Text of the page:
Lsnowflakes are falling on the beech leaves. It is five minutes from the Oberholz car park in the Göppingen Forest to the hide. Sarah Schweizer takes her Blaser R8 bolt-action rifle with telescopic sight, binoculars and a warm seat pad out of the car and makes her way to the hide in her hunt. It’s seven o’clock, just over an hour until sunrise. According to the hunting app, the best light in the forest can be expected at 7.30 a.m. She has marked the way to the “Steinerne Bank” residence so that she can find it more easily in the dark. Moist, foggy air rises from the ground. In some places along the way there is a spicy scent of wild boar, and there are traces of wild boar on the forest floor.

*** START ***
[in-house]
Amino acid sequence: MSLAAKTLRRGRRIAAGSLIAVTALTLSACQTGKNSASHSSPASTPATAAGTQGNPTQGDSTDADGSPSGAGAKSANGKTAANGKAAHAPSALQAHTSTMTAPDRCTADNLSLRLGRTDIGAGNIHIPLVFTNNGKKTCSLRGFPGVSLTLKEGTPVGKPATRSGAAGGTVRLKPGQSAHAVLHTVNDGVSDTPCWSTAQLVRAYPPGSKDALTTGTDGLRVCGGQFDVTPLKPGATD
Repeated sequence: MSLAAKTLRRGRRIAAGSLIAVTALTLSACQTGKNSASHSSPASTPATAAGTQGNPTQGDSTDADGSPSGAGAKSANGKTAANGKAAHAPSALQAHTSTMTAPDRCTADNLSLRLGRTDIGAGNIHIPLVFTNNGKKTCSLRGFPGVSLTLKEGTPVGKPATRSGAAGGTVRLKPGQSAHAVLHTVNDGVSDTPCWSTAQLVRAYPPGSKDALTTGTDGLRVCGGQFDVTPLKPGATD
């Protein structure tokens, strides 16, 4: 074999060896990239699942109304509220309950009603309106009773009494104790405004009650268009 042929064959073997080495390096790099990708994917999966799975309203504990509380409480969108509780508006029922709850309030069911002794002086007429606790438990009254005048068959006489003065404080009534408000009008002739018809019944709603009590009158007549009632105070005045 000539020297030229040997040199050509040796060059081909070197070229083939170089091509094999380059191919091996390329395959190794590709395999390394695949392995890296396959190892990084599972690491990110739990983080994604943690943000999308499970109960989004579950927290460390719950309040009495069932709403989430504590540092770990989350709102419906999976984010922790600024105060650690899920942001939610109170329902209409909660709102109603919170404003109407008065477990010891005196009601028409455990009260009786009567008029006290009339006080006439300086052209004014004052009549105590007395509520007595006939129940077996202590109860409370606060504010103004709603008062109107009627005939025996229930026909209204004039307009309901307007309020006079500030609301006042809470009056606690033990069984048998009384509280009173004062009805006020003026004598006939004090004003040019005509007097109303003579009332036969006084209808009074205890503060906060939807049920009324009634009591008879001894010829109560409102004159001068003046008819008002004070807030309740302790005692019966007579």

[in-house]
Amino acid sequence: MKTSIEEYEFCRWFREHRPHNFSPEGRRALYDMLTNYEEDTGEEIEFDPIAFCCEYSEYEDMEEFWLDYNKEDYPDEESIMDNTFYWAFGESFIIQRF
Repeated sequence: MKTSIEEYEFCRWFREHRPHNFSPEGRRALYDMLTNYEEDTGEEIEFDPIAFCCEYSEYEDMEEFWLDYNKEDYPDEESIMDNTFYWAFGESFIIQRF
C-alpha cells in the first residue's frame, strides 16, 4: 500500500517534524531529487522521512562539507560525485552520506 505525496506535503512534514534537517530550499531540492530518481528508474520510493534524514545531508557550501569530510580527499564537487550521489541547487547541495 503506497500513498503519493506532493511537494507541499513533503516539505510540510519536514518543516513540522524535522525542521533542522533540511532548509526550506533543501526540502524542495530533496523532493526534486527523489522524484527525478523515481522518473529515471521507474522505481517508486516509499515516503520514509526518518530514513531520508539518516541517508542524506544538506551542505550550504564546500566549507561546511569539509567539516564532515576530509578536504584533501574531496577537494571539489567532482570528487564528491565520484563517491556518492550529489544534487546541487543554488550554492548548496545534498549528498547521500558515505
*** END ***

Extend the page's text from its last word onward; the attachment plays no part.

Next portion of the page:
Sarah Schweizer, gray hunting hat, brown leather jacket, green overalls, got her hunting license six years ago. She is 39 years old, a member of the CDU state parliament and the daughter of a farmer. And she belongs to the growing group of women who can get used to this hobby for emancipatory and ecological reasons. “We live in such an artificial world that you have a strong need to look for the original,” she says. “My approach to hunting is primarily nature conservation. You are in nature, you contribute to its preservation and you get high-quality food in the process.”